So far the popular science animation has been launched on Youku’s children’s channel and its production team is seeking feedback from kindergarten teachers, parents and the broadcasting platform to improve the quality of future products.
The company is also cooperating with a high-tech company by authorizing its “Mini Mind Warriors” for use in the latter’s production of children’s face masks. The face masks are undergoing sampling and testing now.
To pay tribute to medical staff, community workers and volunteers who battled the COVID-19 virus and to pass on pandemic control and prevention knowledge, the company also made a large number of public-welfare posters, manga and animation short videos.
Diversification thaws out a frozen business
Classic Shanghai-flavor food, including meat-stuffed mooncakes, wonton with minced shepherd’s purse and meat fillings, sesame biscuits and barbecued pork pastry, is representative product of Shanghai Haisu Food Co in Songjiang District. The company could have enjoyed a huge sales over the Chinese Lunar New Year holiday, but the COVID-19 pandemic reduced its business to almost freezing point.
Airlines using Haisu’s quick frozen food as in-flight meals and star hotels serving Haisu’s traditional Shanghai-flavor food suffered as routes were shut down or customer numbers declined. Haisu’s order declined sharply, and its supply chain companies in Shanghai were out of stock to different extents.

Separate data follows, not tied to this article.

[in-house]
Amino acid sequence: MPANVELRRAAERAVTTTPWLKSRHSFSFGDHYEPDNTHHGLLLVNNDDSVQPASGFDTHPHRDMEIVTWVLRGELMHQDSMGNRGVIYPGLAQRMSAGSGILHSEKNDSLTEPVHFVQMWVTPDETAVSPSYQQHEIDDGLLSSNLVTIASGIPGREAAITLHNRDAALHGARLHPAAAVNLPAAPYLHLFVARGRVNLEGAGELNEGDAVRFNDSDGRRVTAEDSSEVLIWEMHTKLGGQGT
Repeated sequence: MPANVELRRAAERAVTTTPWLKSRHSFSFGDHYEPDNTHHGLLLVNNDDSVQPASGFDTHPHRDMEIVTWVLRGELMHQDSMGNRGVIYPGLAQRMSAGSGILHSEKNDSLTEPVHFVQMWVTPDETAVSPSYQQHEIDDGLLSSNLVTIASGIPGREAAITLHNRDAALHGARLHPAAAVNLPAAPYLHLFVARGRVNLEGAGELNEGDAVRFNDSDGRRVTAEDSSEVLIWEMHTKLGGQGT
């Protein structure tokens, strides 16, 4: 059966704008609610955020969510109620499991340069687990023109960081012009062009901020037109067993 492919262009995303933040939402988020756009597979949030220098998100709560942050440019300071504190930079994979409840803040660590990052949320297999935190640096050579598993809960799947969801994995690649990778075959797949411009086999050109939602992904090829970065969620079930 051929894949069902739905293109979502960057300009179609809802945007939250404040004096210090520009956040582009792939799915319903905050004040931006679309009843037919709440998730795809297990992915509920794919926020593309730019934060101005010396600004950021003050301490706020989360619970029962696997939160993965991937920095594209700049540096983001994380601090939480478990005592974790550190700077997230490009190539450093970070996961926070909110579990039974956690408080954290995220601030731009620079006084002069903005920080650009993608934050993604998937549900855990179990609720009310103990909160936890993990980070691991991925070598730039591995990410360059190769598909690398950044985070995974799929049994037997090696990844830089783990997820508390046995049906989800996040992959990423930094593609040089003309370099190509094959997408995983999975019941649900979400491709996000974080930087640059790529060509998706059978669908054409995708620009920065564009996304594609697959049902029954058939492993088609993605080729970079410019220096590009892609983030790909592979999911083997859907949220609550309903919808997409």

“All the former supply chain companies of Haisu’s are based in Shanghai. Impacted by the pandemic, however, Haisu is trying to form a more diversified supply chain to ensure its production,” said Cao Zhehui, Haisu’s deputy general manager.
Songjiang’s vision of G60 High-tech Corridor development, a blueprint encouraging integrated development of nine cities in the Yangtze River Delta region, paves the way for the company’s supply channel expansion, and also invites companies in the delta to join the rapid development of Shanghai’s economy.
“The city, district and township governments’ favorable policies and support also rebooted the company’s confidence. The policy of postponing paying social insurance alone has relieved our financial burden greatly,” said Cao.
The company also realized that customers’ demand existed in spite of the pandemic and it is only the consumption scenario that has changed.
Therefore, Haisu Food positively sought a transformation and embraced a burgeoning online market.
So far all of the company’s dim sum products are available on Youcai, an online-to-offline food supplying platform affiliated to food delivery service company Ele.me. Haisu Food is also negotiating with other food supply platforms including Fresh Hippo and Dingdong in order to launch sales channels.
The company is also trying out livestream and adjusting its operation to an online market by developing new products and cooperating with cold chain logistics companies.
By mid-April, 80 percent of its workforce had resumed work and production capacity had recovered to 80 percent of its normal level.
“Online demand keeps rising and our offline service is also recovering. I believe the company will turn better when the pandemic ends,” said Cao.